Using an air purifier to fight pollen allergy

Most of us are familiar with seasonal allergies. Some popular triggers include freshly cut grass, the blossoming of trees, and the presence of other weeds, but one of the most common triggers to which many people are sensitive is pollen. Below we will discuss pollen, pollen allergy, and how an air purifier can protect you from allergy symptoms.

A bee covered in pollen

What is pollen and pollen allergy?

Pollen is a very fine powder containing a plant’s male DNA. Bees, other insects, and wind transport this substance to a plant’s female part (the pistil) in order to aid that plant’s reproduction. It is an essential part of our ecosystem, and without this vital process, we would not be able to grow food. Without insects, only 10 percent of plants would be able to spread pollen2!

Pollen is made up of pollen grains. Whilst many of us have seen bees carrying clumps of pollen from flower to flower, the individual grains are microscopic, thus invisible to the naked eye. Unfortunately, these microscopic grains can be a major trigger of seasonal allergy symptoms, causing discomfort for a large percentage of the global population. Symptoms may include a stuffy, runny nose; itchy, watery eyes; a scratchy throat; and sneezing. Pollen allergy can be so debilitating for some that it may impact sleep patterns and leave us with pain as a result of blocked sinuses. Seasonal allergies to pollen, also known as allergic rhinitis or hay fever, are experienced to at least some degree by an estimated 26% of adults and 10-15% of children according to Allergy UK statistics1

Pollen allergies are worsened by cross allergies. Other allergies (to food, mould, or other allergies) may increase your sensitivity and vulnerability to pollen allergy. The presence of air pollution is also known to worsen symptoms3.

A woman in her bed blowing her nose

What can we do about pollen allergies?

Pollen is invisible to the naked eye, making it impossible to see when it is suspended in the air. It can also cling to your clothes, skin, furniture, and your pet’s dander without you knowing. Some measures you can take during days of peak pollen counts are:

  • Limit your exposure by staying indoors and keeping your windows shut
  • Aerate early in the morning or late at night (to avoid pollen from entering your space)
  • Wear protective clothing such as sunglasses and/or a mask as needed to protect against eye and respiratory irritation
  • Be sure to remove your shoes and jacket upon returning home to avoid traipsing pollen into the home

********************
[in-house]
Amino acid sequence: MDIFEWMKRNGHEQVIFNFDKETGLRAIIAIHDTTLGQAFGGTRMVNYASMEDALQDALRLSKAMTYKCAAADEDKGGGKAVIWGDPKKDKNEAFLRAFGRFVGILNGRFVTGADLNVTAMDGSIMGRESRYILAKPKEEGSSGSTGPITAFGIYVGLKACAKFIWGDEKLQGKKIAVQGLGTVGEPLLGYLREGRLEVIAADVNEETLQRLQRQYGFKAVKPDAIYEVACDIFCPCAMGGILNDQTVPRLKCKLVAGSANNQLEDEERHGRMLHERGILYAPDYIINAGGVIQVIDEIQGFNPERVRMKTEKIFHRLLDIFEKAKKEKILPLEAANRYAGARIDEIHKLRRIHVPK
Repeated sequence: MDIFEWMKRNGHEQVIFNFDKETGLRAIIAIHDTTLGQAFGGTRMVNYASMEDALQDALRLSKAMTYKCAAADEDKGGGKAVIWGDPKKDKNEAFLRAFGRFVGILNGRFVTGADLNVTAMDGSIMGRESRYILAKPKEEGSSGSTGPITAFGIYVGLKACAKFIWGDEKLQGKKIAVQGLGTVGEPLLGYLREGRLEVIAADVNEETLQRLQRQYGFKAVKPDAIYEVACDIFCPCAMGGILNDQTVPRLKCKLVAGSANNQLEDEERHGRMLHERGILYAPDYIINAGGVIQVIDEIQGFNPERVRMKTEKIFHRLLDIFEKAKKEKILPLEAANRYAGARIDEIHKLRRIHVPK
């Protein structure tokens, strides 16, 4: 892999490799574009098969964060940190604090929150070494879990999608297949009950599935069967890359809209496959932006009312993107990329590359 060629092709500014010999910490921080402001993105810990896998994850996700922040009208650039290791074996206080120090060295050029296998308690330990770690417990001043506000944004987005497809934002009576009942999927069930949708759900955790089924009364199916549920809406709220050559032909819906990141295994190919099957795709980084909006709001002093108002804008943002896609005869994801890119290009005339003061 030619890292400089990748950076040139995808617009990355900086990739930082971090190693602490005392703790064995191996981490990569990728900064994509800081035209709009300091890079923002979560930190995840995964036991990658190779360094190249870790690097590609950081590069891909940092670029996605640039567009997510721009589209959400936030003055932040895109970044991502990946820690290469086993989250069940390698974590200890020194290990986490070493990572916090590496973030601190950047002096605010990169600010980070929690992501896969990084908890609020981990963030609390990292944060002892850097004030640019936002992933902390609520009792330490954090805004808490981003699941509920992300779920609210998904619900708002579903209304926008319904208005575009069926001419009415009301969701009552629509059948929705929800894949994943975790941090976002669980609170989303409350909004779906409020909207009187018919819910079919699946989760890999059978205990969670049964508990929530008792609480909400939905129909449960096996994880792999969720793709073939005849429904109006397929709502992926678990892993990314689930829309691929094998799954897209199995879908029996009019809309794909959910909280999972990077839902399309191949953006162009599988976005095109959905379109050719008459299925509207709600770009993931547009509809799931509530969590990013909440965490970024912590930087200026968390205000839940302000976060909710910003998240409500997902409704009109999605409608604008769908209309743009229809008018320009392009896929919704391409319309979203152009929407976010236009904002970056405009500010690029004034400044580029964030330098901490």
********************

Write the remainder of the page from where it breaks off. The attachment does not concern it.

• Wash your hair and face after being outdoors
  • Bathe your pets frequently as they may pick up pollen whilst outdoors
  • Use an air purifier at home and at work

The above list contains excellent preventative measures that help you to keep pollen out of your home. But if it’s already inside your space, what is the best mode of action? It is very important to keep your home clean during days with high pollen count: be sure to vacuum and wipe down surfaces regularly. Another great way to clear out pollen that has already settled into your living space is to equip your home with an air purifier.

However, it’s important to invest in an air purifier that contains a HEPA (high efficiency particulate air) filter. Air purifiers containing a HEPA filter can filter all pollen and air pollution down to particles the size of 0.01 µm. Furthermore, our high-quality air purifiers contain a broad spectrum of filtration technologies and action, allowing them to remove other indoor contaminants that may lead to allergy including:

All Eoleaf devices come equipped with HEPA filters. Laboratory tests have proven that our devices help fight cross-allergies and any potentially irritating substances in your indoor air, filling your home with fresh, breathable air.

Woman breathing fresh air


1 Scadding, J. K. et al (2007). BSACI guideline for the diagnosis and management ... - wiley online library. BSACI guideline for the diagnosis and management of allergic and non-allergic rhinitis. Retrieved November 14, 2022, from

2 Marcotte, D. (2019, November 22). Why is pollen important? Sciencing. Retrieved November 14, 2022, from

3 Bousquet, J., Burney, P.G., Zuberbier, T. et al. (2009). GA2 LEN (Global Allergy and Asthma European Network) addresses the allergy and asthma epidemic. Allergy. 64: 969–977.

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